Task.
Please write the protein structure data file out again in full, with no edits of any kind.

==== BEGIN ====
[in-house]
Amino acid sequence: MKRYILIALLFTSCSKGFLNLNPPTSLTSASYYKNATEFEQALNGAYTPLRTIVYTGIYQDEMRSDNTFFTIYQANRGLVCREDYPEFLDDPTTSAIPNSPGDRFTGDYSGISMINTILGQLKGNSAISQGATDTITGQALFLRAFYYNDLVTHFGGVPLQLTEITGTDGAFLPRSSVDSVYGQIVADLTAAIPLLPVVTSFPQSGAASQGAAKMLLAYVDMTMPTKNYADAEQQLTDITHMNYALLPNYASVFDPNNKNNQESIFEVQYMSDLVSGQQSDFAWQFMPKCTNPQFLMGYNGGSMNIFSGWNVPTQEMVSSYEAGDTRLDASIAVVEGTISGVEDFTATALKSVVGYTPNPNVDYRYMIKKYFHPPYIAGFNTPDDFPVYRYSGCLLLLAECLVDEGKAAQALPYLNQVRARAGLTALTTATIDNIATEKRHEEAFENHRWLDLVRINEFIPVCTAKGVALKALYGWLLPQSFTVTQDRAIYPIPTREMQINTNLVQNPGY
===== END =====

[in-house]
Amino acid sequence: MKRYILIALLFTSCSKGFLNLNPPTSLTSASYYKNATEFEQALNGAYTPLRTIVYTGIYQDEMRSDNTFFTIYQANRGLVCREDYPEFLDDPTTSAIPNSPGDRFTGDYSGISMINTILGQLKGNSAISQGATDTITGQALFLRAFYYNDLVTHFGGVPLQLTEITGTDGAFLPRSSVDSVYGQIVADLTAAIPLLPVVTSFPQSGAASQGAAKMLLAYVDMTMPTKNYADAEQQLTDITHMNYALLPNYASVFDPNNKNNQESIFEVQYMSDLVSGQQSDFAWQFMPKCTNPQFLMGYNGGSMNIFSGWNVPTQEMVSSYEAGDTRLDASIAVVEGTISGVEDFTATALKSVVGYTPNPNVDYRYMIKKYFHPPYIAGFNTPDDFPVYRYSGCLLLLAECLVDEGKAAQALPYLNQVRARAGLTALTTATIDNIATEKRHEEAFENHRWLDLVRINEFIPVCTAKGVALKALYGWLLPQSFTVTQDRAIYPIPTREMQINTNLVQNPGY